Monday, June 18, 2012

Musical Context (or: Why Glee Is a Better Musical Drama Than Smash)

Sorry for the weird blog posting last week. On Thursday, when I posted my Band Wagon post, I genuinely thought it was Wednesday, and then the next day I thought it was Thursday but, no, it was Friday, so I didn't blog anything. Not having a job GOOFS UP YOUR SCHEDULE. Let's try to get this back on track.

Generally speaking, there aren't a lot of people who are in-between on musicals. People either love them or hate them. If you a) have ever read my blog before, or b) have ever met me before, you know by now that I love them. Love them love them LOVE THEM.

However, not all musicals are created equal. I talked a little bit about one of these aspects in last week's blog about The Band Wagon, and I wanted to elaborate on this point in a larger blog.

I'm talking about the idea of musical context - why is this song being sung? This is something that the earliest musicals didn't really consider. Musicals in the 1920s and 1930s usually consisted of performances of popular songs, with an awkward plot slapped around them, and songs were preceded by lines like, "Hey, do you remember that song we used to sing together?" "Yes, it went like this!"

Although there were several shows that toyed with it early on, Oklahoma! was one of the musicals that changed all that. Much as I hate the show, it was the first one to really connect all its songs to the characters and the plot. The songs showed who the characters were and how they were feeling, rather than just being there as pure entertainment. And as such, those songs gained meaning. Rodgers and Hammerstein continued to do this throughout their careers. "Climb Every Mountain" from The Sound of Music is just OK as a song by itself, but it's the context in which it is sung that it becomes much more interesting. It becomes moving and inspirational and very beautiful.

There are still shows that provide little to no context for their musical numbers, but those shows are nearly always comedic or spectacle-heavy -- shows like Cats or Mamma Mia!, which are clearly not meant to be an emotionally meaningful show. They're just fun dance numbers. However, it's worth nothing that the one song in Cats that everybody remembers is "Memory" - the song most connected to a plotline. It creates a character, tells a story, provides an emotional context. Without that, it's just a pretty melody.

Now, on to Glee and Smash.

Smash provides little to no emotional context for its musical numbers. There's certainly a practical context for the songs - they're singing because they're putting on a musical show of their own. And the original songs written for Bombshell are very good songs. (How could they be otherwise, with Shaiman and Wittman at the helm?) But they fall very flat. The actors performing them aren't given any emotional context. We don't even get to see the "unreal" emotional context - the reason it's being sung in the musical-within-a-musical. We don't see the full show they're creating, just the scattered musical numbers.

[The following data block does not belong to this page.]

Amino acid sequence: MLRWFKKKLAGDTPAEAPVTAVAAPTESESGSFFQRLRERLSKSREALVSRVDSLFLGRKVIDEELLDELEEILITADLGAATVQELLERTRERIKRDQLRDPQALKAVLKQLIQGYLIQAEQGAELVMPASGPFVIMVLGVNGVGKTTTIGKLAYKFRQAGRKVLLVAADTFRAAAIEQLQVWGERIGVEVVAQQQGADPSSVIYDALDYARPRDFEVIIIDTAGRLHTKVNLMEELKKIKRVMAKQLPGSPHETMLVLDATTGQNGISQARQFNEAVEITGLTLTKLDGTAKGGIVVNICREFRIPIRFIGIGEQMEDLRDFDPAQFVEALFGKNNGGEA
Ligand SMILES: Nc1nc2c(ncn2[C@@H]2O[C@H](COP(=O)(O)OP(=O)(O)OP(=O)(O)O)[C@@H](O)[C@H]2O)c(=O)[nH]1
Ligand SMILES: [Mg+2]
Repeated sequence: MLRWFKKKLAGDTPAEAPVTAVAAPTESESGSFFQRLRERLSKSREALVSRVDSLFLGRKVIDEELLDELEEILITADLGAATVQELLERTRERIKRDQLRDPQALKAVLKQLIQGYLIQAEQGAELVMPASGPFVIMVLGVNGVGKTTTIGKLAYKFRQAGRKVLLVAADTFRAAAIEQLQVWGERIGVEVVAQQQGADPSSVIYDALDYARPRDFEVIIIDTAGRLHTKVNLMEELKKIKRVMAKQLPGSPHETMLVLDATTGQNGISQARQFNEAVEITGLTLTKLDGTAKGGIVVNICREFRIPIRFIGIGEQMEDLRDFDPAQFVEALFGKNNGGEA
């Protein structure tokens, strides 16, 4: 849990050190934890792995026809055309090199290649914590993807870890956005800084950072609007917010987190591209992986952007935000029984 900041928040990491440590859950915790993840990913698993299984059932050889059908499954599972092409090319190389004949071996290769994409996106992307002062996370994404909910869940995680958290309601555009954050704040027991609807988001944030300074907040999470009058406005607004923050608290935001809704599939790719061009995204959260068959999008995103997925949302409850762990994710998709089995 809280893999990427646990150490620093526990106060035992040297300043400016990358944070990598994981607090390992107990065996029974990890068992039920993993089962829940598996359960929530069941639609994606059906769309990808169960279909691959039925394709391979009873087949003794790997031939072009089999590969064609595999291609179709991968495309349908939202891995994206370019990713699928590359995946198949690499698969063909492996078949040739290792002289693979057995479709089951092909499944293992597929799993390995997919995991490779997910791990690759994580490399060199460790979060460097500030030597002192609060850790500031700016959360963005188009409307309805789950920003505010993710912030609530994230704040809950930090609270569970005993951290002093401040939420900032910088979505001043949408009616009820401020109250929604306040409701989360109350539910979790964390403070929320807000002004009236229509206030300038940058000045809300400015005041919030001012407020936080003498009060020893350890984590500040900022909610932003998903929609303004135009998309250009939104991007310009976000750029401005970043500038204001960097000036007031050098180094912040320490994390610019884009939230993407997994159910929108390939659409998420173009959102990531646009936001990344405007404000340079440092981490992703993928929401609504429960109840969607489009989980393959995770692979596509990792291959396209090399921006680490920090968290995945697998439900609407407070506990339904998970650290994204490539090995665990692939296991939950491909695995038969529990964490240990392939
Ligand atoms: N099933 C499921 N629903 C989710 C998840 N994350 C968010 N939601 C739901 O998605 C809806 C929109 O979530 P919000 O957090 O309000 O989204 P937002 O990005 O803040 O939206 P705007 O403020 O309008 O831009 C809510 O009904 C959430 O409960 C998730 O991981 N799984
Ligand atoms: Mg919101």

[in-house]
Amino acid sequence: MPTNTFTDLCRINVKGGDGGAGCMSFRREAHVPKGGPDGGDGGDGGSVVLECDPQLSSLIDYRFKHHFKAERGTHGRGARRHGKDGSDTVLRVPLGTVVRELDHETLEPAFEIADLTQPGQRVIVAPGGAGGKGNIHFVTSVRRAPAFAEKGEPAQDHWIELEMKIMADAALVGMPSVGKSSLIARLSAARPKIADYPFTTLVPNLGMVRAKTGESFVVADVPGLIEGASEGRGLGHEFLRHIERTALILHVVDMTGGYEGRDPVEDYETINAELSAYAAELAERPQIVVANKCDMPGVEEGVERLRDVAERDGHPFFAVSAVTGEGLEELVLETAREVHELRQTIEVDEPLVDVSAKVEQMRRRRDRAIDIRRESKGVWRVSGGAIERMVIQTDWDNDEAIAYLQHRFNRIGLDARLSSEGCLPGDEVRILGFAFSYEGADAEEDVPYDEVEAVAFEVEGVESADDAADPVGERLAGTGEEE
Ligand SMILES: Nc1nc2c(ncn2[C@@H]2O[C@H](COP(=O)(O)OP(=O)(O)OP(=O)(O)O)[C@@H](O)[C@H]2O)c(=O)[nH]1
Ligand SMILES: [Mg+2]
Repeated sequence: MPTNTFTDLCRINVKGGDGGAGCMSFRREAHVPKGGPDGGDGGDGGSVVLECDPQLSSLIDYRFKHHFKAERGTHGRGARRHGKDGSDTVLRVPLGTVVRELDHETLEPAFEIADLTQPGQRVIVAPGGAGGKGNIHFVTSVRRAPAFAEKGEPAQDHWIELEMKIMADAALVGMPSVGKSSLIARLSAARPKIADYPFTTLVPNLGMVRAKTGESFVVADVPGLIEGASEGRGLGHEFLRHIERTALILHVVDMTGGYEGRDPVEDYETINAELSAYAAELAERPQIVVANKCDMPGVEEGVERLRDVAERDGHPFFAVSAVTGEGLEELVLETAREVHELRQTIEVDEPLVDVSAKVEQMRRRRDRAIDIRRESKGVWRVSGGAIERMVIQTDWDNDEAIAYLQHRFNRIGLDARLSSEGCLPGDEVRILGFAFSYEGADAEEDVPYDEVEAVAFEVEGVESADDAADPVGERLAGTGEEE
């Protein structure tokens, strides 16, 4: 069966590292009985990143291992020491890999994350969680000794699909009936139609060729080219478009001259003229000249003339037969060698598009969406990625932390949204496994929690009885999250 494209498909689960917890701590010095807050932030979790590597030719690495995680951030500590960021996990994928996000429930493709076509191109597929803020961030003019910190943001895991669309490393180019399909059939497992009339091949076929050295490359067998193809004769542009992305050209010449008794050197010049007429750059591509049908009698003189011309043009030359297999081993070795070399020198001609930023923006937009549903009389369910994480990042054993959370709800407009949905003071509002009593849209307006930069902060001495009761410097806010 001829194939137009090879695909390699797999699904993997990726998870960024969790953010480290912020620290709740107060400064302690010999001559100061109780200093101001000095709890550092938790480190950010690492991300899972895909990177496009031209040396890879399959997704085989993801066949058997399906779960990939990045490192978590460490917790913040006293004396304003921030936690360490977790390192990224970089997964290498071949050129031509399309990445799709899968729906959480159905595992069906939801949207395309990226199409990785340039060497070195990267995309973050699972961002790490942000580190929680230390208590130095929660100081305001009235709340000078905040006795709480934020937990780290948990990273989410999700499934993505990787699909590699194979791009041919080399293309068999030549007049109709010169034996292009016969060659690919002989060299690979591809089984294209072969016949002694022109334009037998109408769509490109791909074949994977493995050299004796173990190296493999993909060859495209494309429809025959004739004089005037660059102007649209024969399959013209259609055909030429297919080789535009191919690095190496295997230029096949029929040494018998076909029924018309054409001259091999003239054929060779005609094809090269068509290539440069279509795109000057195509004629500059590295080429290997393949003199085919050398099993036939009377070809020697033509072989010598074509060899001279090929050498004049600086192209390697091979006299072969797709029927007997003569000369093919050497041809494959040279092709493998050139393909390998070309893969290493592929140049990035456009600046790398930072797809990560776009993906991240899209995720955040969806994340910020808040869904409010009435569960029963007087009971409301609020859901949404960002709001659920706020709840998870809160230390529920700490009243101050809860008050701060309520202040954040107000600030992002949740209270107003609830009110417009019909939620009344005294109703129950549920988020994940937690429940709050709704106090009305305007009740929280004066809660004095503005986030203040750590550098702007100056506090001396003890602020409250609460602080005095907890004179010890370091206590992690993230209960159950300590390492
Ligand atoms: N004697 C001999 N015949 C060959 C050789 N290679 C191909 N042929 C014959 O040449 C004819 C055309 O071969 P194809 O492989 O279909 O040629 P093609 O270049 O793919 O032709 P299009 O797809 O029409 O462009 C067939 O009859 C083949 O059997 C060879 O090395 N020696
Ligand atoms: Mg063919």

Smash's best musical numbers are the few that connect to the plot emotionally. Michael's rendition of "A Song For You," sung to seduce Julia. Ivy's rendition of "I'm Going Down," reflecting her state of mind and feeling of loss. The Bollywood-esque sequence "A Thousand and One Nights," featuring a musicalized version of Dev and Karen worrying about their relationships. These songs had context. These songs had reasons we should care about them. It made it feel like a musical, rather than a concert.

Glee may have ludicrous plot points, iffy acting, and overproduced musical numbers, but the one thing it EXCELS at is context. Yes, it has its fair share of contrived context, but at least it's giving us something. Even when the context is "Let's have fun and dance around the glee room in spontaneous song," that's still context. They have a purpose: to enjoy themselves. That's a much more entertaining purpose than the very meta purpose of "to sing a song."

Glee's masterful use of context elevates many of its musical numbers far above what they should be. "Just the Way You Are" by Bruno Mars is a cheesy, silly musical number, but when Finn sang it to Kurt at their parents' wedding as a gesture of acceptance into his family, it became a very beautiful moment - something that song could never have produced on its own. I am bored stiff by Coldplay's "Fix You," but the season three performance of that song, sung by Will to his girlfriend who was plagued and tortured by her own phobias and compulsions, moved me to tears.

It is ALL about context.

There has to be a reason for the songs to be there. You can either mildly entertain me, or you can match your songs to your story and create something much more moving and beautiful than either the songs or the story on their own.

So far, Smash is a better drama than Glee, absolutely. But it is a worse musical drama, because it doesn't seem to understand the purpose of music in a show: to tell the story. To communicate. To create. Smash's songs and performances are pleasant, but they are going to waste. There's simply no reason for them to exist in the show. I sincerely hope this gets fixed next season, because I would love to prefer Smash to Glee. They're just going to have to get the whole musical thing right first.

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